Clive Best: Does Antarctica initiate glaciations?

Attempts to explain the last million years of glacial cycles have concentrated mainly on the growth of Northern Ice sheets. Traditionally the summer insolation at 65N is thought to control the growth and extent of ice sheets, with interglacials coinciding …

2017-01-31 18:08   Click to comment

Clive Best: Central England Temperatures 1659-2016

There has been no change in UK average temperatures in summer(JJA) or in Spring(MAM) for the last 367 years. The two hottest summers were 1826 (17.6C) and 1976(17.8C). I remember 1976 as the perfect summer with two months of continuous sunshine, causing a …

2017-01-28 17:31   Click to comment

Clive Best: Do Global Temperatures make sense?

How would you measure the temperature of the earth from mars? Well you could measure the infra red spectrum of the earth and then fit it to a black body spectrum to derive T. If you did that you would get an answer of about …

2017-01-27 16:14   Click to comment

Clive Best: Carbon Circular logic

The cornerstone of climate science must be the enhanced greenhouse effect caused by rising CO2 levels. Therefore understanding how CO2 may increase in the future is of fundamental importance, and you would assume that any Earth Systems Model(ESM) should as a minimum be able …

2017-01-05 18:26   Click to comment

Clive Best: Bern Model when emissions stabilised at 2013 levels

The Bern model has been used by IPCC for emission scenarios since SAR in 1995. We will now use it to extrapolate CO2 levels 500 years into the future with annual emissions fixed at 2013 levels (~10 GT C/year). All values are expressed …

2016-12-23 17:29   Click to comment

Clive Best: A realistic CO2 stabilisation scenario

This is a guest post by “Frank” based on his comment to  Stabilising Climate. He argues that CO2 levels will stabilise at ~520 ppm, which agrees with an estimate given by Ferdinand  Engelbeen here quoted below: My rough estimate is that with the current emissions …

2016-12-21 15:02   Click to comment

Clive Best: Simple Model for rebalancing stable CO2 emissions

As requested by @richardbetts and @edhawkins here is a simple model to back up the arguments from the previous post – Stabilising Climate. Simple Model CO2 levels rise when the rate of change of the sources – S exceeds the rate …

2016-12-15 17:45   Click to comment

Clive Best: Stabilising Climate

In order to stop global warming all we really have to do is to stabilise CO2 emissions, not reduce them to zero!  One of the ‘myths’ promoted by IPCC climate scientists is that we have to stop burning any fossil …

2016-12-11 19:14   Click to comment

Clive Best: Is the Supermoon responsible for record low Polar ice formation?

The  “Supermoon”  on November 14th coincided with the closest (perigean) approach to the earth of the moon since 1948. Tidal forces are inversely proportional to the cube of distance. Full moon occurs  when the sun lines up with the moon …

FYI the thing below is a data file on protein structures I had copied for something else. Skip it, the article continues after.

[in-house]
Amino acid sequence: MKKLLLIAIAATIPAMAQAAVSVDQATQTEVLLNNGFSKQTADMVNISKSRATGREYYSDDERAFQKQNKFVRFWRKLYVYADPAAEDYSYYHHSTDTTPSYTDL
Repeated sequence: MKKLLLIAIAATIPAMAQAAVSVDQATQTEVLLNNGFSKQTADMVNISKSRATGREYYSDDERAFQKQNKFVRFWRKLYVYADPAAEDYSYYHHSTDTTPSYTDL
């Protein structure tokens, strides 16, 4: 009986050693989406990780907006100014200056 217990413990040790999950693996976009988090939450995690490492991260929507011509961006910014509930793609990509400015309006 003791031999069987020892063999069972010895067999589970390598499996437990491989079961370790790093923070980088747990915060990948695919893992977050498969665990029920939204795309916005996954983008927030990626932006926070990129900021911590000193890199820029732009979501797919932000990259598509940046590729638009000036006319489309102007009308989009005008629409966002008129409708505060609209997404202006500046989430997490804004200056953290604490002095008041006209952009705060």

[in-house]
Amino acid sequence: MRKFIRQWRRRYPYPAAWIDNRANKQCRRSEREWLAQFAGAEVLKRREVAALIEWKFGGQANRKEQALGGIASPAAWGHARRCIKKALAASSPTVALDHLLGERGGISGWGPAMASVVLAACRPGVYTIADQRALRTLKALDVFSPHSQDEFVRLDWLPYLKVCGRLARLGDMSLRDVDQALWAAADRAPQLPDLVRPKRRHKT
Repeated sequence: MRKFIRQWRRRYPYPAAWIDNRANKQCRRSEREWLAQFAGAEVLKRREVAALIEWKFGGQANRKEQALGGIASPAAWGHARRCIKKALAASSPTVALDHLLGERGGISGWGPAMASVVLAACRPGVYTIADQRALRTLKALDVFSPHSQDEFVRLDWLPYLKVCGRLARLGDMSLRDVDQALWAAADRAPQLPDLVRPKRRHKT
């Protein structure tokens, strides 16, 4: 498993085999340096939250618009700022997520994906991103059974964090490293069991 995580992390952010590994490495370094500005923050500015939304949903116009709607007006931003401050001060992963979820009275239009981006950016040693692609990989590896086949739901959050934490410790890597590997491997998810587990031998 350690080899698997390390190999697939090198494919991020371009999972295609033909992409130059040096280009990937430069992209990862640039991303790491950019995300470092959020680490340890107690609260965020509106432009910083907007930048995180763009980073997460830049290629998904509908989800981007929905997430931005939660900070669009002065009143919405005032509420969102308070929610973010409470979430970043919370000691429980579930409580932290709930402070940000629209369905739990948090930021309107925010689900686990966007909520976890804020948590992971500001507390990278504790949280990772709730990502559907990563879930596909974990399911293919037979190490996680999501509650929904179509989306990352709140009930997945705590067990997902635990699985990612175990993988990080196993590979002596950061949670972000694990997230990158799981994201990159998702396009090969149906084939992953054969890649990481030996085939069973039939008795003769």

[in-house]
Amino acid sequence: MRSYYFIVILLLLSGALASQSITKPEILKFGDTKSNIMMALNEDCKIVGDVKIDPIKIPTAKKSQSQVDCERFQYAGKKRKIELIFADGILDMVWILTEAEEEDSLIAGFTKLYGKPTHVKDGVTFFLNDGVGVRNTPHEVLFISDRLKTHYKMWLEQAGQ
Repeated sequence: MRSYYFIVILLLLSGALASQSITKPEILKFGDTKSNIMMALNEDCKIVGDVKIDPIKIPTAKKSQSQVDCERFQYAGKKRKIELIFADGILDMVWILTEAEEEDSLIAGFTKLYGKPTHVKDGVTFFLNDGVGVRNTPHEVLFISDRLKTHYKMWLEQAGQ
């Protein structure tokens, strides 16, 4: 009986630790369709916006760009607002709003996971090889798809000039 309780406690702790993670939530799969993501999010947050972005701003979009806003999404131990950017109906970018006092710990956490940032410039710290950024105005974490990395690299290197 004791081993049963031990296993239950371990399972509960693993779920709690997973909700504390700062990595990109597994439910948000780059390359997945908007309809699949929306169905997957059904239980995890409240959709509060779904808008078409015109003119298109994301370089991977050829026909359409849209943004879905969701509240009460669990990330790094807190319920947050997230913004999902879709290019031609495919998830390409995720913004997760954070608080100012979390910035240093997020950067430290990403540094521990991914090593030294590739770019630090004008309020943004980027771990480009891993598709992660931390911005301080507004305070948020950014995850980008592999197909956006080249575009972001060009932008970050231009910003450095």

2016-11-21 21:09   Click to comment

Clive Best: Carbon Recycling

The carbon cycle can be rather confusing as there are at least 3 totally separate processes at play, each occurring on different time scales. Here we show that it is just geological processes that result in a ‘long tail’ as the atmosphere …

2016-11-02 19:09   Click to comment

Clive Best: Insolation study

Summary: The annual insolation of planet earth does not change during Milankovitch cycles. Instead it is the distribution of solar energy with latitude and with season that determines the earth’s climate. The most surprising result of this study is that the latitude gradient …

2016-10-24 09:37   Click to comment

Clive Best: When is the next Ice Age due?

All of Human civilization fits neatly into the current interglacial period. The development of agriculture, settlements and societies were all enabled by a beneficial climate  for the last  10,000 years. Interglacials usually average ~10,000 years so is our luck about to …

2016-10-04 10:43   Click to comment

Clive Best: Ocean Heat Content variability.

Kevin Trenberth once claimed that the hiatus in warming from 1998 to 2014 was simply due to ‘missing’ heat being sequestered in the oceans. The annual global heat content to 700m indeed did show a rise, as estimated by measured temperature profile …

2016-09-30 13:57   Click to comment

Clive Best: CET temperature trends

UK temperatures essentially show no obvious warming for July over the last  365 years. There has however been a small warming effect in  January since 1970, which may just be related to rapid population growth. The Central England Temperature (CET) measurements is the longest continuous …

2016-09-21 22:10   Click to comment

Clive Best: The forgotten Milankovitch effect – Tides

The obliquity of the earth’s spin axis varies over a 41000y cycle between 14.5 and 22.2 degrees. The canonical work on calculating Milankovitch cycles has been done by J. Laskar and his team at the Observatoire de Paris[1]. Changes in …

2016-08-19 10:21   Click to comment